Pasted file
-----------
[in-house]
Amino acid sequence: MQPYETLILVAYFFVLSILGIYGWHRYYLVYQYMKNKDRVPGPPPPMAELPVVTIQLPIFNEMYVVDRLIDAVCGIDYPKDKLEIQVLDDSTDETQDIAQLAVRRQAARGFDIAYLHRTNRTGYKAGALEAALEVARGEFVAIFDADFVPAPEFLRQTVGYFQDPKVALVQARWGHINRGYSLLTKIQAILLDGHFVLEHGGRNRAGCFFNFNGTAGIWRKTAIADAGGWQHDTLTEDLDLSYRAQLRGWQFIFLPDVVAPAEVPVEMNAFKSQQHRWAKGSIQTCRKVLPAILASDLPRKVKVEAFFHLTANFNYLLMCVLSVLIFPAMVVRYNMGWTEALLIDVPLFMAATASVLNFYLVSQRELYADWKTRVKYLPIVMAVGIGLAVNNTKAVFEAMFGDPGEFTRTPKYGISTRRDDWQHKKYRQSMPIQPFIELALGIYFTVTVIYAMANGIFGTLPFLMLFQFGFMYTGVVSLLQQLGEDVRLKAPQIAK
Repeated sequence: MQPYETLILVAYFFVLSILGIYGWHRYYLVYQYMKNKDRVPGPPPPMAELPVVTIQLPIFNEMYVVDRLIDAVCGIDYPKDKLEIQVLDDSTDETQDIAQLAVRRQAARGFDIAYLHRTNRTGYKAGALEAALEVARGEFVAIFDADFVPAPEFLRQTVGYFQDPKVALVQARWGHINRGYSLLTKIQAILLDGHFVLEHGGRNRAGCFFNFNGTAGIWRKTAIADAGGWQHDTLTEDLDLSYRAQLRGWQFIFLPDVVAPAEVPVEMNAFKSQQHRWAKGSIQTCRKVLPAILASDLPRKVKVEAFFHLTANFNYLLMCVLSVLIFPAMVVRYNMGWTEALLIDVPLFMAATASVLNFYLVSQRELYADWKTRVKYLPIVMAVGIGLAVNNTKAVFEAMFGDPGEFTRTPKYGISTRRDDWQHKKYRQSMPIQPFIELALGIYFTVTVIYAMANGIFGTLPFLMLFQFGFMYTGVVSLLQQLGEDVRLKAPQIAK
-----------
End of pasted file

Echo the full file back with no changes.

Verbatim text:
[in-house]
Amino acid sequence: MQPYETLILVAYFFVLSILGIYGWHRYYLVYQYMKNKDRVPGPPPPMAELPVVTIQLPIFNEMYVVDRLIDAVCGIDYPKDKLEIQVLDDSTDETQDIAQLAVRRQAARGFDIAYLHRTNRTGYKAGALEAALEVARGEFVAIFDADFVPAPEFLRQTVGYFQDPKVALVQARWGHINRGYSLLTKIQAILLDGHFVLEHGGRNRAGCFFNFNGTAGIWRKTAIADAGGWQHDTLTEDLDLSYRAQLRGWQFIFLPDVVAPAEVPVEMNAFKSQQHRWAKGSIQTCRKVLPAILASDLPRKVKVEAFFHLTANFNYLLMCVLSVLIFPAMVVRYNMGWTEALLIDVPLFMAATASVLNFYLVSQRELYADWKTRVKYLPIVMAVGIGLAVNNTKAVFEAMFGDPGEFTRTPKYGISTRRDDWQHKKYRQSMPIQPFIELALGIYFTVTVIYAMANGIFGTLPFLMLFQFGFMYTGVVSLLQQLGEDVRLKAPQIAK
Repeated sequence: MQPYETLILVAYFFVLSILGIYGWHRYYLVYQYMKNKDRVPGPPPPMAELPVVTIQLPIFNEMYVVDRLIDAVCGIDYPKDKLEIQVLDDSTDETQDIAQLAVRRQAARGFDIAYLHRTNRTGYKAGALEAALEVARGEFVAIFDADFVPAPEFLRQTVGYFQDPKVALVQARWGHINRGYSLLTKIQAILLDGHFVLEHGGRNRAGCFFNFNGTAGIWRKTAIADAGGWQHDTLTEDLDLSYRAQLRGWQFIFLPDVVAPAEVPVEMNAFKSQQHRWAKGSIQTCRKVLPAILASDLPRKVKVEAFFHLTANFNYLLMCVLSVLIFPAMVVRYNMGWTEALLIDVPLFMAATASVLNFYLVSQRELYADWKTRVKYLPIVMAVGIGLAVNNTKAVFEAMFGDPGEFTRTPKYGISTRRDDWQHKKYRQSMPIQPFIELALGIYFTVTVIYAMANGIFGTLPFLMLFQFGFMYTGVVSLLQQLGEDVRLKAPQIAK